Ross Wilkers


New PE player enters federal market through Sentinel acquisition

A private equity firm based in the Philadelphia metropolitan region has made its initial entry into the federal contracting market via an acquisition intended to act as the platform for which to do more deals.

NewSpring Holdings has purchased government consulting provider Sentinel, led by two-decade federal market veteran Andy Maner as CEO. Terms of the transaction were undisclosed and the addition of Sentinel represents NewSpring’s fourth platform established in the past four years.

The addition of Sentinel to NewSpring’s portfolio is yet another data point in how private equity is finding plenty to like in government contracting amid renewed budget growth. PE firms, strategic buyers and other dealmakers are active on the acquisition scene against that improved budget backdrop and overall optimism about the economy.

But building the Sentinel business will require more than just acquisitions. Organic growth with NewSpring’s experience in building other platforms is also going to be a strong part of the equation, according to Maner, a former IBM public sector executive.

“You have to be as committed to your organic growth as you are your inorganic growth, it sounds like a nuance but not everyone does that,” Maner told me. “They (NewSpring) bring a lot of skill sets such as marketing, HR and benefits that can help us as we forward our platform.”

Sentinel was founded in 2005 and works with federal agencies across the border security, national security, defense and health domains. The company concentrates its consulting services in areas such as strategic communications, policy development, process improvement, intelligence, cybersecurity, analytics and enterprise strategy.

And on those overall strategic fronts, Maner was succinct: “Nothing changes there.”

“There are so many important missions right now that are becoming even more important as we go forward… that’s where we’ve always been,” he added.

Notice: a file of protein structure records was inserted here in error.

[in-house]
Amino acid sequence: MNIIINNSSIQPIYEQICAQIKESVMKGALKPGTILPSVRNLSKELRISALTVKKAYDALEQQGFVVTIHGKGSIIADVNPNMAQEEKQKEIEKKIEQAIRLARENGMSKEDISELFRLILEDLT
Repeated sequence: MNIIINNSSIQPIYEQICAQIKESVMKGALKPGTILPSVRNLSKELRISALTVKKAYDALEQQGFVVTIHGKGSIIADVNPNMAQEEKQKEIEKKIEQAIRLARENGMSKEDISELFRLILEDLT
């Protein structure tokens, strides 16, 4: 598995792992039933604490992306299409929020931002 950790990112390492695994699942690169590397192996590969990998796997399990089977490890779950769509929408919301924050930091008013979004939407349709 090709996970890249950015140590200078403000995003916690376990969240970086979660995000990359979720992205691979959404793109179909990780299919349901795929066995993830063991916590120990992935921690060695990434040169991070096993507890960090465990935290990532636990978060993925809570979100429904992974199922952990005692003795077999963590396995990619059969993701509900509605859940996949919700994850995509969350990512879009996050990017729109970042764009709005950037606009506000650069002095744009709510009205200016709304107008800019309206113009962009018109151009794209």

Sentinel is particularly looking to build itself into a strong middle-market player in a time where many larger contractors have sought to swell even more through megadeals to add scale and hence a wider base of customer relationships.

“There are hundreds of phenomenal companies out there and the ones that match for us are the ones that are looking to accelerate their growth or move a little bit more deliberately into what I think is an underserved area,” Maner said. “Our clients need and want the nimbleness of a midsized provider, and also the entrepreneurial spirit of the mid-tier.”

Including Maner, Sentinel’s leadership team is the same group that built up the former National Interest Security Corporation before its sale to IBM in 2010. Maner subsequently joined IBM and more recently was a managing director for Big Blue’s federal practice. He was chief financial officer for the Homeland Security Department prior to the founding of NISC.

Started in 1999, NewSpring manages nearly $1.8 billion in assets across more than 140 companies in markets such as health care, technology, consumer and business services, and manufacturing.

About the Author

Ross Wilkers is a senior staff writer for Washington Technology. He can be reached at Follow him on Twitter: @rosswilkers. Also connect with him on LinkedIn.

Reader Comments

Please post your comments here. Comments are moderated, so they may not appear immediately after submitting. We will not post comments that we consider abusive or off-topic.

Please type the letters/numbers you see above.

WT Daily

Sign up for our newsletter.

Terms and Privacy Policy consent

I agree to this site's Privacy Policy.